Another one in my series about these pension totalization treaties.
A fellow over on Debito’s site put up the question of how contributions into the Japanese pension system (either Kokumin Nenkin or Kousei Nenkin) work with coverage in Australia.
The CPA in me can’t put those questions out of my mind, you know, when I read them. Unless I’m really shot.
So I looked into it the other night, and learned some interesting things.
Yes, Australia also now has a totalization treaty with Japan. These are the series of treaties where you are able to contribute to pensions here in Japan, and have some value credited to you in combination with whatever you happen to do back in your home country.
I have blogged about the U.S-Japan social security totalization treaty for some time now. In fact, I’ve also contacted Congress about lapses in it! A month or two ago, I looked into the situation of how this would work with Canadians here, because since March 2008, they also have something going that was agreed with the Japanese on this issue. There are a number of other countries, and of course Australia is now in the mix, with this treaty linked here.
There’s also a nice handout from Centrelink, which sounds like the Big Brother for social services in the Land Down Under.
These are the three points worth noting:
1) If your Australian employer sends you to Japan, you are potentially exempt from the Japanese system for up to five years. This is because you are going to have that 9% taken out in the Superannuation or “Super” (sounds to me like you are saying “supuh” or “supeah”, but you know what we are talking about. My “r” is just more rhotic.)
2) If you find work in Japan and go into the Japanese system, the Japanese will credit your time that you participated in the Australian system toward the 25 years that you need to vest in the Japanese system.
3) In Australia, you have an Age Pension which is money that you get at retirement, like in Canada, just for being you. But you must have 10 years residence in Australia to claim it. The totalization treaty lets you count your Japanese residency years if you participate in the pension system here. So in effect, your kokumin nenkin or kousei nenkin contributions are a substitute for the Super you would have back home. Instead of building an account that will be annuitized later, however, you are just building the straight annuity.
Now, that all said, there is this little twist. The Australian age pension is means tested by both income and assets.
Ordinarily, according to the Centrelink (Centerlink?) site, the government will pay $671.90 (AUD) to you, as a single person, once in a time period called a fortnight. (I understand this to be like 14 days.) Since mathematically there would be 26 of these fortnights in a year, this is AUD 17,469.40 a year, AUD 1455.75 a month.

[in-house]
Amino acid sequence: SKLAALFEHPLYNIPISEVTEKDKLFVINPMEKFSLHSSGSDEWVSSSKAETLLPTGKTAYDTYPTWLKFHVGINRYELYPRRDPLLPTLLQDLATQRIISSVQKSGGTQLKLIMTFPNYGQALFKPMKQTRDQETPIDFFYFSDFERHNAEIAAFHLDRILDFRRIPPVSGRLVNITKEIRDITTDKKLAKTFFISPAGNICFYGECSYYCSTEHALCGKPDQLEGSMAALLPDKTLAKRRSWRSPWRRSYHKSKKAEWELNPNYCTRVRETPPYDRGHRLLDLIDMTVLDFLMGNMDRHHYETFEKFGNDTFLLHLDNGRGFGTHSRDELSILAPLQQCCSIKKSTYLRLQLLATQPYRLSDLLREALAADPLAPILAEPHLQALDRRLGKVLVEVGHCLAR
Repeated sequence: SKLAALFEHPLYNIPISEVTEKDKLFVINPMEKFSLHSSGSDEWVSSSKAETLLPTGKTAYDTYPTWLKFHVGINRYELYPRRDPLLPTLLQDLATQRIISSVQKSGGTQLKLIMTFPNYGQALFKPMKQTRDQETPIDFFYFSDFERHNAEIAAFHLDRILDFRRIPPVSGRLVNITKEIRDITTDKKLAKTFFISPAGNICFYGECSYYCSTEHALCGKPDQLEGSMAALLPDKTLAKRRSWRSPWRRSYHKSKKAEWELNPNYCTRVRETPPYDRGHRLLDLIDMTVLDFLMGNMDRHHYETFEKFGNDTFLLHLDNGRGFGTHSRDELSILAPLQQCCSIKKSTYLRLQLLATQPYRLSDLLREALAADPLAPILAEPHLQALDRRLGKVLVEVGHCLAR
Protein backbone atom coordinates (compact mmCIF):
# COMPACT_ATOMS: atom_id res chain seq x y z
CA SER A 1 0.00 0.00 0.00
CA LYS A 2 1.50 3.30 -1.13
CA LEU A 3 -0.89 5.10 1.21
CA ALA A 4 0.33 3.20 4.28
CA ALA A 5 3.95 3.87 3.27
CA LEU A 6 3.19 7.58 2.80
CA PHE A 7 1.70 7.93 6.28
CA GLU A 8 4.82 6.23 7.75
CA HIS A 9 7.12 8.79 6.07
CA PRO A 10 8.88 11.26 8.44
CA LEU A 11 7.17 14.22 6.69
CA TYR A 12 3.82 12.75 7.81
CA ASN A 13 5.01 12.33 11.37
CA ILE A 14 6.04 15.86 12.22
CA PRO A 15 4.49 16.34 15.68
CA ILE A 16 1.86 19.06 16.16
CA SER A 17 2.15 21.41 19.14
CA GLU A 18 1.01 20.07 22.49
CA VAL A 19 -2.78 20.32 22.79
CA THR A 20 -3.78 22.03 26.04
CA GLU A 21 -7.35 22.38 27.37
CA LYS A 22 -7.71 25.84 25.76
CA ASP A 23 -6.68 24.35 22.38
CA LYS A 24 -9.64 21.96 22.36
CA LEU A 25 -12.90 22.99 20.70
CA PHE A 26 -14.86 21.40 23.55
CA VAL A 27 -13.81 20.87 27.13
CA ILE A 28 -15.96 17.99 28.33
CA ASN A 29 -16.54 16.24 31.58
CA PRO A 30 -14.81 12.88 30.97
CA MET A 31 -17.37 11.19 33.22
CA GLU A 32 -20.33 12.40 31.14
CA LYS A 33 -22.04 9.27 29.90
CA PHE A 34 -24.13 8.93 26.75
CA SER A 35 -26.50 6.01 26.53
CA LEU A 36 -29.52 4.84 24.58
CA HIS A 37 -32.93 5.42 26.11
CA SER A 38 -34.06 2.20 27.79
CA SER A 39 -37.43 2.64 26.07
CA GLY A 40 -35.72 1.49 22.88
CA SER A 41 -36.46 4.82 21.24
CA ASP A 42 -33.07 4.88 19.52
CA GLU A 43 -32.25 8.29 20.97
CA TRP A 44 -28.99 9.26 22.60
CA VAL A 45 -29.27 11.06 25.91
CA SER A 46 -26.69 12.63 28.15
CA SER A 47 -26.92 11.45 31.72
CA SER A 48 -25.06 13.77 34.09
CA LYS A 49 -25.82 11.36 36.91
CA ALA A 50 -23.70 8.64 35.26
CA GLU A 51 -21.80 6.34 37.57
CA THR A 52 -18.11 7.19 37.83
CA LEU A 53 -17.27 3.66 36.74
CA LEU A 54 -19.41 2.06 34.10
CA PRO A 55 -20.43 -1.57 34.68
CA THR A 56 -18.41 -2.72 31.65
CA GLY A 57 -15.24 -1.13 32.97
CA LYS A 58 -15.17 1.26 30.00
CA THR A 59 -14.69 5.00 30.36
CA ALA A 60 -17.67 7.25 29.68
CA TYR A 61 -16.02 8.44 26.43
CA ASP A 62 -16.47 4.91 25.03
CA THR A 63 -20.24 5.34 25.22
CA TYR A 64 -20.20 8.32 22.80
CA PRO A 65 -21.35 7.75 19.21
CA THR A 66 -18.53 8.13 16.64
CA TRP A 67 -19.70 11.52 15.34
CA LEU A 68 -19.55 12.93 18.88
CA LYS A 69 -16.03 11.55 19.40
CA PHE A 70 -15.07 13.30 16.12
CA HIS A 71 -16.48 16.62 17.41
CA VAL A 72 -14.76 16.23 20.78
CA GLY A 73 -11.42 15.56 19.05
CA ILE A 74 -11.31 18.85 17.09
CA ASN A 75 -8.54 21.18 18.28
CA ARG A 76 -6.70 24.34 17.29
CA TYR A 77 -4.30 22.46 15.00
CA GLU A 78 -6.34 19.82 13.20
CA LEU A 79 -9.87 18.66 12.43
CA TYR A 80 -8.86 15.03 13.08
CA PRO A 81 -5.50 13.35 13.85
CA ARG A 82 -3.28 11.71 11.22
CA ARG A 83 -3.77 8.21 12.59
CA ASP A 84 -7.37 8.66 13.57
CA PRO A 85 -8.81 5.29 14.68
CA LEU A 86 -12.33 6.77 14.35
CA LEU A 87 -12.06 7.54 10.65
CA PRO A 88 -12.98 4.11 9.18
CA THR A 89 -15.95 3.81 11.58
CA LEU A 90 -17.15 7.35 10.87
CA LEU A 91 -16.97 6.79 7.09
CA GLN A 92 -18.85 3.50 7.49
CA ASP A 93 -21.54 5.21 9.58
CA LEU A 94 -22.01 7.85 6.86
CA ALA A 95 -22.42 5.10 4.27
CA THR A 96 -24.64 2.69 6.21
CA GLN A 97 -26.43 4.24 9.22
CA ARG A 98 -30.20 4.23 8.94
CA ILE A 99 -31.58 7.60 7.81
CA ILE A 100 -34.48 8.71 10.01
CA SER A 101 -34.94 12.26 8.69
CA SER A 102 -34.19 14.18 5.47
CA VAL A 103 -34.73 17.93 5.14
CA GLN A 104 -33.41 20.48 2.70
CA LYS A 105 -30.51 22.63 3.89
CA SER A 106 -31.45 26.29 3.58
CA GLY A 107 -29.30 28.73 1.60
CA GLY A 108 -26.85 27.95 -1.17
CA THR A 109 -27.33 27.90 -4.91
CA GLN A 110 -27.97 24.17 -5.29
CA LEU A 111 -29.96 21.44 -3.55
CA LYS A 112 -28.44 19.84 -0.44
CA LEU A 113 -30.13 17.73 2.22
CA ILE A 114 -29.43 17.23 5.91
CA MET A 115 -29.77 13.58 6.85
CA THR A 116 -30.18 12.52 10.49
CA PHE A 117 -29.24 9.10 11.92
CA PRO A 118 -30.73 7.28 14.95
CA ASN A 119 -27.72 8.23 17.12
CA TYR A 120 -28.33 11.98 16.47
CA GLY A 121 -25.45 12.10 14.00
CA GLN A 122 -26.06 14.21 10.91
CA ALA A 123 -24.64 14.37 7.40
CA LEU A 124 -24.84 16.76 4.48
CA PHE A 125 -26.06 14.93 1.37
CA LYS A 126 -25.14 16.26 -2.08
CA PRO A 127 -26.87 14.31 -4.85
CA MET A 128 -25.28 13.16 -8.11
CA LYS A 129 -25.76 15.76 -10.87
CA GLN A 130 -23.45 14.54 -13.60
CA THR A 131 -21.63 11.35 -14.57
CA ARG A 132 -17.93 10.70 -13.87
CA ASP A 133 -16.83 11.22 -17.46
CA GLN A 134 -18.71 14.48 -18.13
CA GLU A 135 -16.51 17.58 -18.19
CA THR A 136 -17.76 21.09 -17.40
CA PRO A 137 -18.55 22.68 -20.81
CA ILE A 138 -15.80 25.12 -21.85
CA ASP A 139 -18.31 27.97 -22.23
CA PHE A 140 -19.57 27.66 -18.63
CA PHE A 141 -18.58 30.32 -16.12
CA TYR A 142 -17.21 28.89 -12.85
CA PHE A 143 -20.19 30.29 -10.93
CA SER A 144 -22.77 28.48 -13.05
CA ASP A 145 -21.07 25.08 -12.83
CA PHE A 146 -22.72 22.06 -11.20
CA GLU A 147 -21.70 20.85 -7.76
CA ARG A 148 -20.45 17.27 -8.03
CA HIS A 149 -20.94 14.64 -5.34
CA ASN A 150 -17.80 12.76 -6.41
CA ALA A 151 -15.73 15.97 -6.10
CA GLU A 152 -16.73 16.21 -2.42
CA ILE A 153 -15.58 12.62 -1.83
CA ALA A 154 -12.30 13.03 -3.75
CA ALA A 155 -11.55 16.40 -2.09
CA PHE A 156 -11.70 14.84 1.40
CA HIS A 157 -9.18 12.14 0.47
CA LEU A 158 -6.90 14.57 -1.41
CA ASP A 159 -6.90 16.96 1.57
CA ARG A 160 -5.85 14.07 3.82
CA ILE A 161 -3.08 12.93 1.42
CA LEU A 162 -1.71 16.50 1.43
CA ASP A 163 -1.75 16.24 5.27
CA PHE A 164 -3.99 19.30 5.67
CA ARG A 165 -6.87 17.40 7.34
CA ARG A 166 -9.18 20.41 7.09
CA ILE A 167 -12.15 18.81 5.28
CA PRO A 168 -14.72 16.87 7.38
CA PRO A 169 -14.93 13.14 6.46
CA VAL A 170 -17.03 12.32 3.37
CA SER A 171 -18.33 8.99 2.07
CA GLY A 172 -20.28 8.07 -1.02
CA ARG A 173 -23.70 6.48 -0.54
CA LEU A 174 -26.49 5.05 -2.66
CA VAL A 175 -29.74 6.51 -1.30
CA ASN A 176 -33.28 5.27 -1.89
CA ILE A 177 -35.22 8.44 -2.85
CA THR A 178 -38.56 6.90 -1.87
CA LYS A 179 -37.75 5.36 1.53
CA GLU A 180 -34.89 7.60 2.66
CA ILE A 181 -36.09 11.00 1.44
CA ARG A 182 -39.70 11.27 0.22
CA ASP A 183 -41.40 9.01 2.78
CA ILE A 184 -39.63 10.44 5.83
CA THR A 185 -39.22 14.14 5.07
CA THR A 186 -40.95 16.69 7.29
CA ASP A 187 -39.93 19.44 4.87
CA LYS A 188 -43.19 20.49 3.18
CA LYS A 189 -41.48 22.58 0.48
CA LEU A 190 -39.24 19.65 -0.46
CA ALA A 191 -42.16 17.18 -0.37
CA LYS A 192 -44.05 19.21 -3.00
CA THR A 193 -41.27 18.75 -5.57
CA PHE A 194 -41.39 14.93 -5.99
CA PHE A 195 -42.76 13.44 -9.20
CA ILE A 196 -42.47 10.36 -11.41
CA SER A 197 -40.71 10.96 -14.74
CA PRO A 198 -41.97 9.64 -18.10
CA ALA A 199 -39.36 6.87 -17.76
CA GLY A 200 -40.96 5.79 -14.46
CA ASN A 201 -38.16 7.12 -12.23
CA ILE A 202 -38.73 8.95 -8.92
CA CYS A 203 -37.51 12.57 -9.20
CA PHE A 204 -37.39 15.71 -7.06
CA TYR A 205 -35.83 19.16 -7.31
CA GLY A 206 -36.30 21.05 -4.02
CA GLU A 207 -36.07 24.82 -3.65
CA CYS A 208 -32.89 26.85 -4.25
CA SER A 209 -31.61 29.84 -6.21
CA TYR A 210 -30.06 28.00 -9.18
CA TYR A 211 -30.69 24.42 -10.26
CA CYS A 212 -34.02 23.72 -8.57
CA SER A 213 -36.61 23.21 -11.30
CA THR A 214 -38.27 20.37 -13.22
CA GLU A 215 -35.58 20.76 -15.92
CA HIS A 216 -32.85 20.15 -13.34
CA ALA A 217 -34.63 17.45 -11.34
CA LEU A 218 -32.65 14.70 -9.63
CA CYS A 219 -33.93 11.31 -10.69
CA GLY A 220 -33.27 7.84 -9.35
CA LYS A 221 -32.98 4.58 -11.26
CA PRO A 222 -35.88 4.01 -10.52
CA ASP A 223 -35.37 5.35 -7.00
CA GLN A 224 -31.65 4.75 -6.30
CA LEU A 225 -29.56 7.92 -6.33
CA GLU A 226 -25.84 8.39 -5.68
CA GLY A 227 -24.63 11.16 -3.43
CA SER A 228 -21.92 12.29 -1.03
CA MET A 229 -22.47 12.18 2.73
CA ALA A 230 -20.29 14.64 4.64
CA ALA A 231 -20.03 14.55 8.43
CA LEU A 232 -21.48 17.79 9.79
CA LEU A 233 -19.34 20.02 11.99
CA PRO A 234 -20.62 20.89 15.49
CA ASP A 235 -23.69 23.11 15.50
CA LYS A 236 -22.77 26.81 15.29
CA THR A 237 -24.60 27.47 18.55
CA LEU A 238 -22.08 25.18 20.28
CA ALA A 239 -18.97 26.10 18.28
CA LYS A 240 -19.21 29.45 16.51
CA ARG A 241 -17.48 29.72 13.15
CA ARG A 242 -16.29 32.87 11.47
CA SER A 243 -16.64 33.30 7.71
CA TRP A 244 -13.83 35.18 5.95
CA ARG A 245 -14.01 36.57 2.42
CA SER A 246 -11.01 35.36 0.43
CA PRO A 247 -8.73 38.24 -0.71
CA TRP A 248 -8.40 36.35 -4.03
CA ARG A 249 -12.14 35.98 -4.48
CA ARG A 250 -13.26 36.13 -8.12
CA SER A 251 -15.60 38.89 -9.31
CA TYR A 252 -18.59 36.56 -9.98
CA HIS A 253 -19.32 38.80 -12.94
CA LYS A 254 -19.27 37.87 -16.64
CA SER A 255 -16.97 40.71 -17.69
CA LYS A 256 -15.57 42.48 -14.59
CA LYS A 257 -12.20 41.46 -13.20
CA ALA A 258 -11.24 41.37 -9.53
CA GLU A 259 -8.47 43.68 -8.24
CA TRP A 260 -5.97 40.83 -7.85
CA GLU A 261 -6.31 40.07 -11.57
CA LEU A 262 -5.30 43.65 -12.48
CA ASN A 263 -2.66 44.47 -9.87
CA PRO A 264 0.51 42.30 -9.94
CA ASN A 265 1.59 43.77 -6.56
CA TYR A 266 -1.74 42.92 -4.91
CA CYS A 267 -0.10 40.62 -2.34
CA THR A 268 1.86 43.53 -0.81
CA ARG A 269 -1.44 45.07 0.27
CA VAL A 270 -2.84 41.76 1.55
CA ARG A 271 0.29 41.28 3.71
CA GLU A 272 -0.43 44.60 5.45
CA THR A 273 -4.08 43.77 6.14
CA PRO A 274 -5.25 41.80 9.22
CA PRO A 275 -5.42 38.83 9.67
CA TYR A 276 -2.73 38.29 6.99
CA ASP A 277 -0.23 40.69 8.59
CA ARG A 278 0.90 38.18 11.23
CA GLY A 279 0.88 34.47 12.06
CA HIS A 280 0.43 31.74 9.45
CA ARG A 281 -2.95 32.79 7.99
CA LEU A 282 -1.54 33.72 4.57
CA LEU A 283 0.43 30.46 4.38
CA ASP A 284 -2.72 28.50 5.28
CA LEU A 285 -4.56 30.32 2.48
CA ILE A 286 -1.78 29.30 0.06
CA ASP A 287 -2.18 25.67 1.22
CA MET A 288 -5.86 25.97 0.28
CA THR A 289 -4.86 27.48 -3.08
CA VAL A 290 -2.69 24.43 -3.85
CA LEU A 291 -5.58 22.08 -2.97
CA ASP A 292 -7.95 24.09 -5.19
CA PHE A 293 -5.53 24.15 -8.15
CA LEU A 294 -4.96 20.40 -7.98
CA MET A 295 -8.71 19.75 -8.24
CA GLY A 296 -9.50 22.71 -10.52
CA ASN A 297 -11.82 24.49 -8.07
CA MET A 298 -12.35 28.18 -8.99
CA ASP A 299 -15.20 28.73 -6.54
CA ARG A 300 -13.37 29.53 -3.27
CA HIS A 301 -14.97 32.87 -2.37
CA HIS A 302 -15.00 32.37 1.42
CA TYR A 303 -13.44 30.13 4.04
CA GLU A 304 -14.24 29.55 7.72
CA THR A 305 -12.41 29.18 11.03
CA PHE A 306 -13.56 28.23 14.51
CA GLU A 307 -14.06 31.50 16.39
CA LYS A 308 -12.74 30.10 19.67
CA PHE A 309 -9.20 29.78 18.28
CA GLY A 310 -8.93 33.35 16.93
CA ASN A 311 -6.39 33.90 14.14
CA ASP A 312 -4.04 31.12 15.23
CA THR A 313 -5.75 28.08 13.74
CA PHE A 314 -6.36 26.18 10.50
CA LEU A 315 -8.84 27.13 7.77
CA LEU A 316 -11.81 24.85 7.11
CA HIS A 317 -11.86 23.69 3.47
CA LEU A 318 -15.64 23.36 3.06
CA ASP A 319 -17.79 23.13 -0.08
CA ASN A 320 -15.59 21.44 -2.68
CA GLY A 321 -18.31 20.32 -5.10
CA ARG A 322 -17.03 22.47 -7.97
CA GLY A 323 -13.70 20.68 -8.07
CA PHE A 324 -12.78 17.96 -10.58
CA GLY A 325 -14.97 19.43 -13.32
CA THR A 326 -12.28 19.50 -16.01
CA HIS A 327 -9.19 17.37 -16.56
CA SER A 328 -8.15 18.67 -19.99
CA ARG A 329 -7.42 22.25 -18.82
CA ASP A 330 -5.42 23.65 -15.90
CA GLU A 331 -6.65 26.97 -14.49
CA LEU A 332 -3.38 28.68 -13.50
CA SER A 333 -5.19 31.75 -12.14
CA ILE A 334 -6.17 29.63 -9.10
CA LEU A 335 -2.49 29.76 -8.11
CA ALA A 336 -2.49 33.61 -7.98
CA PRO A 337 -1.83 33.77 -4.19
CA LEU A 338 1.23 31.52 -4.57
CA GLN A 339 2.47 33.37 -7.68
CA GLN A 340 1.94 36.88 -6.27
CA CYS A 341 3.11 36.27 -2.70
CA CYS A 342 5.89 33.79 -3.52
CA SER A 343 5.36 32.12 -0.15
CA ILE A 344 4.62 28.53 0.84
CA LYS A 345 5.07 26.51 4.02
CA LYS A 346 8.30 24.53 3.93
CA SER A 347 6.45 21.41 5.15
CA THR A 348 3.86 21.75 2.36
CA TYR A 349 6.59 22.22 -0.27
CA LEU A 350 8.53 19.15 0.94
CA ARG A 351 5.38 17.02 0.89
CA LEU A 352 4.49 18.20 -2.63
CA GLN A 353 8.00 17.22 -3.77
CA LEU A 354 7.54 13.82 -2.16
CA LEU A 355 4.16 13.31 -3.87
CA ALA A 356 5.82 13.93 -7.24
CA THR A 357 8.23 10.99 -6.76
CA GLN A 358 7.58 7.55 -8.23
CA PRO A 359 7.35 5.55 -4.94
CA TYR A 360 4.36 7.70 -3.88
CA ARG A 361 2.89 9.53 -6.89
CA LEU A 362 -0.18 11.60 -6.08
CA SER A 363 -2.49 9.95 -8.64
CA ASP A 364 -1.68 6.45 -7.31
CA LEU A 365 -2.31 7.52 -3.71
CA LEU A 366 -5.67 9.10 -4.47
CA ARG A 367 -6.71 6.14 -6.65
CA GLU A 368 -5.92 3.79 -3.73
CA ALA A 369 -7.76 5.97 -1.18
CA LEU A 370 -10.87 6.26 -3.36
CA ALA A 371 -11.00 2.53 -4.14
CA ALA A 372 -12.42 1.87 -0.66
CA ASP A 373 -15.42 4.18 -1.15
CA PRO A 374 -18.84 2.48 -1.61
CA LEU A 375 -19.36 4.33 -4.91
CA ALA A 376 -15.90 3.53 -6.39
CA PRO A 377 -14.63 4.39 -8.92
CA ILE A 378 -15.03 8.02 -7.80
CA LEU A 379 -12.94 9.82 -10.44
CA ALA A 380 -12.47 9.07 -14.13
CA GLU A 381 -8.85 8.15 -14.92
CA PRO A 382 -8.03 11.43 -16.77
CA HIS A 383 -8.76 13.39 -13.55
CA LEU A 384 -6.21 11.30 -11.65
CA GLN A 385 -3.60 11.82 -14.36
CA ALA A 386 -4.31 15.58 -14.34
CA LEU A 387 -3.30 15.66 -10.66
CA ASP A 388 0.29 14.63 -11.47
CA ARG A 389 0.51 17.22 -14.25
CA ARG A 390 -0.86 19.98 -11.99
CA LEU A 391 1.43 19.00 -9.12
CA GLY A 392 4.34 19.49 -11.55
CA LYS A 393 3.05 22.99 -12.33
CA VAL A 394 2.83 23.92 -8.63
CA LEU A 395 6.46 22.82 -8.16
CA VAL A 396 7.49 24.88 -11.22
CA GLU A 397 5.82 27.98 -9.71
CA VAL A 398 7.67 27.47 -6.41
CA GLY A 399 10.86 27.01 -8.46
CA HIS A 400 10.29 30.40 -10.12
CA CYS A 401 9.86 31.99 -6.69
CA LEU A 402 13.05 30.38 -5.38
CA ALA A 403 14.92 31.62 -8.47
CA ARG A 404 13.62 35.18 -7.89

The government will means test everything else you have. So if you have assets above about AUD 171,750, they are going to want about 3.9% of that yearly. And if you have other income—including the Super—-there is an exemption amount and above it they come at you for some percentage of that other income. They will reduce the age pension fractionally for that additional income, so it’s like a tax on it.
The Japanese offer a refund of part of the pension contributions here, up to 3 years’ participation. It’s called dai tai ichiji kin. You won’t get the whole three years back, it is some amount maximum 260,000 yen or so.
Does it make sense to exit the Japanese system if you are under Australian totalization?
My feeling in most cases is no. Under kokumin nenkin (the coupon book), you are currenty estimated to get something like 138 yen a month at retirement for each month’s payment here.
Under kousei nenkin, you will get that, plus a current estimated 0.04825% of your “monthly standard remuneration” for each month you participated.
The last part is gobbledygook, but it means if you made, say, 300,000 yen in a typical month, you would get an additional 145 more yen monthly for each month you participated.
This is why people get worked up about the Shakai Hoken, which kousei nenkin is a part of. It’s pretty clear that you get a better deal being in the Shakai Hoken (the extra 145 yen monthly), and this is why most Japanese employers do their best to keep you out.
Sure, some people feel that it is worth dodging the whole thing. They can get 10 years’ residence in Australia without a problem, and they get to keep their money they earn here for their own purposes. The home country will give them the age pension, and so they aren’t tied into Superannuation like the suckers back home.
Probably a few years’ dodging isn’t going to add up to much either way. But practically, at some point age catches up with the dodger. And then they don’t have enough time to build a nice pension. Then what?
It’s hard to work people up about a crisis they might have in the year 2041. But people used to laugh about a concept like the year 2010. Believe it or not.
But here it’s only about twelve weeks away.